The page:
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Letting Go Of My Baby

As I mentioned yesterday, JD borrowed the movie Finding Nemo from the library. I love this movie for many reasons and not just because of the single parent theme.

Nemo’s dad, Marlin, is so overprotective of him—and I am admittedly like this with JD. I don’t know if it’s a single mom thing, a I watch too much Nancy Grace thing, a I've seen a lot of life in my 31 years thing, we’ve visited the ER for falls two times already thing (he was fine), but, yes, I worry and I’m cautious with my kid. Sometimes I randomly call his school and check on him. I cut grapes in half if they're big. I carry Benadryl chewables everywhere and JD has Asthma, so I keep his inhaler and spacer mask on me too (even though, knock on wood, he’s never had an attack).

This is not to say, I don’t let him climb the jungle gym—I do. I don’t overreact when he scrapes a knee—“shake it off," I say! and I slap on a Band-Aid. When he says he needs help with his sneakers, I tell him to put them on himself and if it’s a twenty-minute stand-off, fine. F I N E. "You can do it!" I cheer. Because he can. My goal is to not let JD see my reaction(s). I may think, OMG—but I really just smile and cringe a little on the inside. I want to raise a confident kid.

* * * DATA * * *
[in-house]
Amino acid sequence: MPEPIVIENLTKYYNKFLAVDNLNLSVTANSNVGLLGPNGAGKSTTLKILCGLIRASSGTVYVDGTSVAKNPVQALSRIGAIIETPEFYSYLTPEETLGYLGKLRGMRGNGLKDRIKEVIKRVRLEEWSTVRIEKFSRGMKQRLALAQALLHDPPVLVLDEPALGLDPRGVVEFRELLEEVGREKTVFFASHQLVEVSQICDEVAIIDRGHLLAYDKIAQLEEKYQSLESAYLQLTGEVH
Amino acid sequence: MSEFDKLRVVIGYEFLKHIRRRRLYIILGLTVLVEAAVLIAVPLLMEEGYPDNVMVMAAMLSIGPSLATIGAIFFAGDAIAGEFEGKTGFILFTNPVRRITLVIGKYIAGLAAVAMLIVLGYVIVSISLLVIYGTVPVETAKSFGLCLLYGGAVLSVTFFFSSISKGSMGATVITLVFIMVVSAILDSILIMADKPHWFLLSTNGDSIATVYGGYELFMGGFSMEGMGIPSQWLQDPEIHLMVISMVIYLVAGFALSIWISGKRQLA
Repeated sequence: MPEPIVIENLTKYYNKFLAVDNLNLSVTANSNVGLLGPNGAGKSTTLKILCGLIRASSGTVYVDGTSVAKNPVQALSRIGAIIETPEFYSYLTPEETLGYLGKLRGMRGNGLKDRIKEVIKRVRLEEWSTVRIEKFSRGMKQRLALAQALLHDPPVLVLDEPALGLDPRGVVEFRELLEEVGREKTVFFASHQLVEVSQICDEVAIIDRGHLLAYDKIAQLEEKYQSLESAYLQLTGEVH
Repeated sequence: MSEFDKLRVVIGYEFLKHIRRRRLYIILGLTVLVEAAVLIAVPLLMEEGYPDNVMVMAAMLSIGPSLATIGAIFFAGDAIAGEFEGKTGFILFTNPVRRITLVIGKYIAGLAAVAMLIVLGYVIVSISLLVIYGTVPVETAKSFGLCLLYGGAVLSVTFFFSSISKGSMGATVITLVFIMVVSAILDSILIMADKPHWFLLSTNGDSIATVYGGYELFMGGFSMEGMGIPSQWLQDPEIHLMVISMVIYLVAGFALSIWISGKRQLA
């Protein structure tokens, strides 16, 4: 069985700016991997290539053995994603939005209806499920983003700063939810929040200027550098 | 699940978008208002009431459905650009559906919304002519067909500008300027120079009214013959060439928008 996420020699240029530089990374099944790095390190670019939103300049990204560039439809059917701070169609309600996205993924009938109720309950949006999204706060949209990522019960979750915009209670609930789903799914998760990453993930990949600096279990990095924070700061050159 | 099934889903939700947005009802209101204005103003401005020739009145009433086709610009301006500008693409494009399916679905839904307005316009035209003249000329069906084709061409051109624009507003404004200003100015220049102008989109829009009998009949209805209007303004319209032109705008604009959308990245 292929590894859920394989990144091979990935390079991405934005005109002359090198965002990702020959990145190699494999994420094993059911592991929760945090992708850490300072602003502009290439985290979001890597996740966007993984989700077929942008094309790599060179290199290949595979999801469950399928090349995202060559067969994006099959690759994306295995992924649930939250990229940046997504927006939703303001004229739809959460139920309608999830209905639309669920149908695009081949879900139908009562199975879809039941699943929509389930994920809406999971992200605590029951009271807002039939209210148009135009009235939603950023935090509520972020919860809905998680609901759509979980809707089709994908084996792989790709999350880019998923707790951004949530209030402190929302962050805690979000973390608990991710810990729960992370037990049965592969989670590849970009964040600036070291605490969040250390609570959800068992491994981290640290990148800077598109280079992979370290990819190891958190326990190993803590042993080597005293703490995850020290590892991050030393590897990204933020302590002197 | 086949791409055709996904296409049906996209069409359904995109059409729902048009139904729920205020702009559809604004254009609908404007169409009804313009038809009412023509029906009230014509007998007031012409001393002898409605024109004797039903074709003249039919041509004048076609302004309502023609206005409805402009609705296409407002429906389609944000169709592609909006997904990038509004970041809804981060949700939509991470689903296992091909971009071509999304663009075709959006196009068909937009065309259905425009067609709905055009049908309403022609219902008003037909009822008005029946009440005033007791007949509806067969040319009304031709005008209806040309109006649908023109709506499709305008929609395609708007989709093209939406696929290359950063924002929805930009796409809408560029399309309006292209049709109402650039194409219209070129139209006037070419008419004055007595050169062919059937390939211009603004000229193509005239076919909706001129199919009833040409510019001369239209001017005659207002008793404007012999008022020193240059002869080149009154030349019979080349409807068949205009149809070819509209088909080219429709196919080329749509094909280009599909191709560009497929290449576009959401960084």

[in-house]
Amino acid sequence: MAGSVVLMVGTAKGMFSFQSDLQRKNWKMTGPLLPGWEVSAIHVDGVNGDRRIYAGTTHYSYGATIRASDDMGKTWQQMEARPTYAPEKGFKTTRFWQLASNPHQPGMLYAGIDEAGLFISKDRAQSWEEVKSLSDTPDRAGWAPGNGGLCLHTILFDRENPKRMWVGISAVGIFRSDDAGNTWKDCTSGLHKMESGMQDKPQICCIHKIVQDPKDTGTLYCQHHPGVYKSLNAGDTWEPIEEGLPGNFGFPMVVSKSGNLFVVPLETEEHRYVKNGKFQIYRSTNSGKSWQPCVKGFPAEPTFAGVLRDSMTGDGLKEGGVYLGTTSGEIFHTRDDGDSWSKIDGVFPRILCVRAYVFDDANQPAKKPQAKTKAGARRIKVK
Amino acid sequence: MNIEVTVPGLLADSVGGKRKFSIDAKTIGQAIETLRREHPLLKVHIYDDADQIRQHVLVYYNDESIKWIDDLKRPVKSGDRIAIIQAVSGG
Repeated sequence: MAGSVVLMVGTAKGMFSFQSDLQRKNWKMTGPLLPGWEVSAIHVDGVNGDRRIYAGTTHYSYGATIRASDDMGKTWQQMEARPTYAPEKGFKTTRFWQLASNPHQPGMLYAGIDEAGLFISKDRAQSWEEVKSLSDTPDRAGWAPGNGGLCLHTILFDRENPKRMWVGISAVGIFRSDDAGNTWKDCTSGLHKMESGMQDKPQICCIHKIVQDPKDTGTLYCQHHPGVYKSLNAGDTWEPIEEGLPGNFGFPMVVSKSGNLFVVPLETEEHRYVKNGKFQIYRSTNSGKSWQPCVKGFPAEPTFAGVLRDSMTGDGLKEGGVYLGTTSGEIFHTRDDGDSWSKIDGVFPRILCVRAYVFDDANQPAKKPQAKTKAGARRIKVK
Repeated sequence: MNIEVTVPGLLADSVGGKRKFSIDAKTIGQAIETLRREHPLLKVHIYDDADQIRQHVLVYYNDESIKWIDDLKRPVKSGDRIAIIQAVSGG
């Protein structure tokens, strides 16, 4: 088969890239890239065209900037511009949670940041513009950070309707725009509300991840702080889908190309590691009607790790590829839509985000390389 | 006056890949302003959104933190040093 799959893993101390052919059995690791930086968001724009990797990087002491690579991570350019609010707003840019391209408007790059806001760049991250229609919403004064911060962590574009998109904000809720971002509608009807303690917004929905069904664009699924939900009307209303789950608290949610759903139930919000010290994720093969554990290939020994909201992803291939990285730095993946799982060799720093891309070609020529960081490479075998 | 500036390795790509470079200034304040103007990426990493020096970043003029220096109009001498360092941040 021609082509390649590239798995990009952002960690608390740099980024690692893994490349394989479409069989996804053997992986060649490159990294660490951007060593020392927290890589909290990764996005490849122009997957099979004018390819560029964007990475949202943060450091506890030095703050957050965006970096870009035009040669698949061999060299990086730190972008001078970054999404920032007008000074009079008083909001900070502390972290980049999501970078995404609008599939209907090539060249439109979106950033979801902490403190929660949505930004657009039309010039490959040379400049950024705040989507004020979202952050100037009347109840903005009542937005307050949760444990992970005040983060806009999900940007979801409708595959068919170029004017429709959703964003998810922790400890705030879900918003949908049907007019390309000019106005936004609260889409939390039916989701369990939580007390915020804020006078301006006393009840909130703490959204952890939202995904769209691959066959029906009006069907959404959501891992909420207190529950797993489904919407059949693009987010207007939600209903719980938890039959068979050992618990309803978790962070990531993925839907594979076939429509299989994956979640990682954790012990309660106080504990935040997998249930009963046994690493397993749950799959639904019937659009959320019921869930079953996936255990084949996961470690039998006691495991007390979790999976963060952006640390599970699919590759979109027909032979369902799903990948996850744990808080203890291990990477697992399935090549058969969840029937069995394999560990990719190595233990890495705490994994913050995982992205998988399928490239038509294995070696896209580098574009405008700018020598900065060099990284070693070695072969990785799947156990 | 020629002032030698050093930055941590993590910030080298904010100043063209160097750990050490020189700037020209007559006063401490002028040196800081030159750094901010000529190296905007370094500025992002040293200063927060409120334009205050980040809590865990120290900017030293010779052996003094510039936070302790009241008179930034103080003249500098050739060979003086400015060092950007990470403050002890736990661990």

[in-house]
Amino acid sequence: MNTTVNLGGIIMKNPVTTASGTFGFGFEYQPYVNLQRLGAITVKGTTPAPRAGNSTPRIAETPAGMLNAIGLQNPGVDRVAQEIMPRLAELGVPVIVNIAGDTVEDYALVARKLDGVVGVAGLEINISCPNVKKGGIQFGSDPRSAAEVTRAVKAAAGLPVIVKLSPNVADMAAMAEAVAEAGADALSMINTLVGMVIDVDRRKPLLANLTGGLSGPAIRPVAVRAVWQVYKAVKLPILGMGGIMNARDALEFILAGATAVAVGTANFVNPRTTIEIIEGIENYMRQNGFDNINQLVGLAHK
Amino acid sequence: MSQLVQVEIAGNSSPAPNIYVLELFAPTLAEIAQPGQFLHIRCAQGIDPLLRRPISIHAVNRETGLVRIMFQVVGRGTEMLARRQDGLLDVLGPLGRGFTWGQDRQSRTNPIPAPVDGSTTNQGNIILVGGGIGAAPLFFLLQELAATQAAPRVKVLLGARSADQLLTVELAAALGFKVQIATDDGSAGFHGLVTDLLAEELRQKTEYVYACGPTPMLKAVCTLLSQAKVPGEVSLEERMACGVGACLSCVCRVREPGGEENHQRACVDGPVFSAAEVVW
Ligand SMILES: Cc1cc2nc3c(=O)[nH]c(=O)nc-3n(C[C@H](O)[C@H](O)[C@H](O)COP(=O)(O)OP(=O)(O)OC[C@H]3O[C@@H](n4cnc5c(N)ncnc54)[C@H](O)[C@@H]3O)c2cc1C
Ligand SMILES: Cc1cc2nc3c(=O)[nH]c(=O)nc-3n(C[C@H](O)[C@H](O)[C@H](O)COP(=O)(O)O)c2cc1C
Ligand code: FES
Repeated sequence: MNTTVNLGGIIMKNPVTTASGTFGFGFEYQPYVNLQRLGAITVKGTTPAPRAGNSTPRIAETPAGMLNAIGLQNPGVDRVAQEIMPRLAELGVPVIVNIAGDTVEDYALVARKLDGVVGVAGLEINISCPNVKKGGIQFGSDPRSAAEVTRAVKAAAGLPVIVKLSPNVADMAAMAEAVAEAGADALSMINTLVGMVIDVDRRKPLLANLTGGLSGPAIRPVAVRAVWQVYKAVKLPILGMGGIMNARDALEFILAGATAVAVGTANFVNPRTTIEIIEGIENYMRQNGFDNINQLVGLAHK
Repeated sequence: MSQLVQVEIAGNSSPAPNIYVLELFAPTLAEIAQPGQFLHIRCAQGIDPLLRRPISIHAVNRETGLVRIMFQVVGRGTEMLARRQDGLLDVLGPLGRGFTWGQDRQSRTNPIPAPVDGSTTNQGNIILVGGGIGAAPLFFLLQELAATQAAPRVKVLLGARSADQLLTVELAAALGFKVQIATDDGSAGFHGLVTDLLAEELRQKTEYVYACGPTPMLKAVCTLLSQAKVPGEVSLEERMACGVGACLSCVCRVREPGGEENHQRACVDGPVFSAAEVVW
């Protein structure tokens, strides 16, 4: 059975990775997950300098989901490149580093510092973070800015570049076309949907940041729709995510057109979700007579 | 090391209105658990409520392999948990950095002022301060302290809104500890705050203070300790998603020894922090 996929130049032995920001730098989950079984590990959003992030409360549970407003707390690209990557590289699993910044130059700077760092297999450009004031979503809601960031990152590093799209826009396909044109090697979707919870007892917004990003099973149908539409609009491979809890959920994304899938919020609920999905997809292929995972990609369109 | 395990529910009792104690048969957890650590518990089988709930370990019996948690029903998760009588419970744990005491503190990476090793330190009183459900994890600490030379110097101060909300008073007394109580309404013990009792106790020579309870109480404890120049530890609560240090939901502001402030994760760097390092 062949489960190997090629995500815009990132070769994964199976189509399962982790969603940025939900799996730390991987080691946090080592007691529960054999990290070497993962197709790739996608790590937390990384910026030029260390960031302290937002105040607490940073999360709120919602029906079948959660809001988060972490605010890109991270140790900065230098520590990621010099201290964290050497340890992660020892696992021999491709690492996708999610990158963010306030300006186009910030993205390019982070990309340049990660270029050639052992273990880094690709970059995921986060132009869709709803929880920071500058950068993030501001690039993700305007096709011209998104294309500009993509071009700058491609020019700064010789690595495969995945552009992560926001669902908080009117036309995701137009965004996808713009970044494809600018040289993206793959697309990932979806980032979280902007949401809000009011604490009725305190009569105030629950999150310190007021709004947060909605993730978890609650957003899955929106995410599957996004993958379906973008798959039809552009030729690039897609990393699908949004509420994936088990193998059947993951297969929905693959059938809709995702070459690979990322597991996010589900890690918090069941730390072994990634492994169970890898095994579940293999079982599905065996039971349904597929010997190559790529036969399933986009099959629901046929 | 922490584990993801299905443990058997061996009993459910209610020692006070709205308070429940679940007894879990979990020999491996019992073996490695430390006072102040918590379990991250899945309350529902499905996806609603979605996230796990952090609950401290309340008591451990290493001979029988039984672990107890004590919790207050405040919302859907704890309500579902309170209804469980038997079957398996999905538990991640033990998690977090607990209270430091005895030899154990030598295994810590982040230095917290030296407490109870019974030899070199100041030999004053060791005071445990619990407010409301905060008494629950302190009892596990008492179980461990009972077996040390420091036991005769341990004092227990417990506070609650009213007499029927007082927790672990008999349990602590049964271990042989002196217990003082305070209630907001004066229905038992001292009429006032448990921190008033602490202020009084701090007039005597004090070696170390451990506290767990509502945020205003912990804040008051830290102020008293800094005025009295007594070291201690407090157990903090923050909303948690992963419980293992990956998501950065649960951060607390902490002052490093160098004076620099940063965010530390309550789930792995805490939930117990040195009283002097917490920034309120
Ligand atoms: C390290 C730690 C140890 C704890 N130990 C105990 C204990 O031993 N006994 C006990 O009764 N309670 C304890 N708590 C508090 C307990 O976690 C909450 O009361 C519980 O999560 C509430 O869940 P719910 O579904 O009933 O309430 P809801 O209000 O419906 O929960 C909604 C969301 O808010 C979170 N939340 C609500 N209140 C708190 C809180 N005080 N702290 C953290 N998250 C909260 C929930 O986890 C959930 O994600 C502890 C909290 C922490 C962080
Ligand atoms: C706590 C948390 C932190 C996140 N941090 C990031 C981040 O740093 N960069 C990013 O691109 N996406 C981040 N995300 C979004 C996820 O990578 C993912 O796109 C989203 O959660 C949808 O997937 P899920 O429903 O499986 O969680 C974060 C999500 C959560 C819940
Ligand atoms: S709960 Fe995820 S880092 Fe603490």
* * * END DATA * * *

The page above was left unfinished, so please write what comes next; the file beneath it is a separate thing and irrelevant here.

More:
But, like Marlin, I sometimes feel like JD is not ready to do things. (I think this has to do with me losing my baby. The toddler bed is gone. No more nighttime training pants. The stroller is no longer stored in my Jeep. He drinks from a cup. Likes showers, not baths so much).

Last month in Hawaii I learned my baby is no more. I had a luncheon to attend and I left JD with Uncle Carlo. When the lunch was over I headed back to the pool to find Uncle Carlo sitting up on a lounge chair and JD nowhere. Panic quickened in my chest, my stomach, my head.

WHERE IS THE BABY! I said and I spun around—and yes I said “baby!”

“I sent him for an ice,” Uncle Carlo said and pointed across the pool. The ice station, was in all fairness, in our view and there was JD walking back with his larger than life ice and change.

“You let him go alone!” I said. “OMG!” and I rushed over to JD. Jesus, I thought!

Now check out this part from Finding Nemo (it’s when Nemo swims away from his class and his dad catches him—busted!):

Marlin: You know what? I was right. We'll start school in a year or two.
Nemo: No, Dad! Just because you're scared of the ocean...
Marlin: Clearly, you're not ready, and you're not coming back until you are. You think you can do these things, but you just can't, Nemo!
Nemo: [pause, mutters] I hate you.

Gulp. I never want to hear those words from JD to me (inevitable).

“MOMEEEEEEEEEE! I got a green-orange-yellow-red-and purple ice all by myself!” JD said with a huge smile and walked right past me back to Uncle Carlo.

“Uncle Carlo! I did it! The lady gave me a dollar and these nickels back too!” he said. Then he sat down and ate his ice. I walked back.

“I watched him the whole time, Christine. He was never out of my sight. You think something is gonna-a-happen-to-thisa-kid when I’ma watching him—Comemon!” Uncle Carlo said (#thingsItalianUnclesSay) as I plopped down next to JD and ran my fingers through his damp hair.

“Fine, I said.”

Have you loosened the reigns on your preschoolers? I am. I really am…

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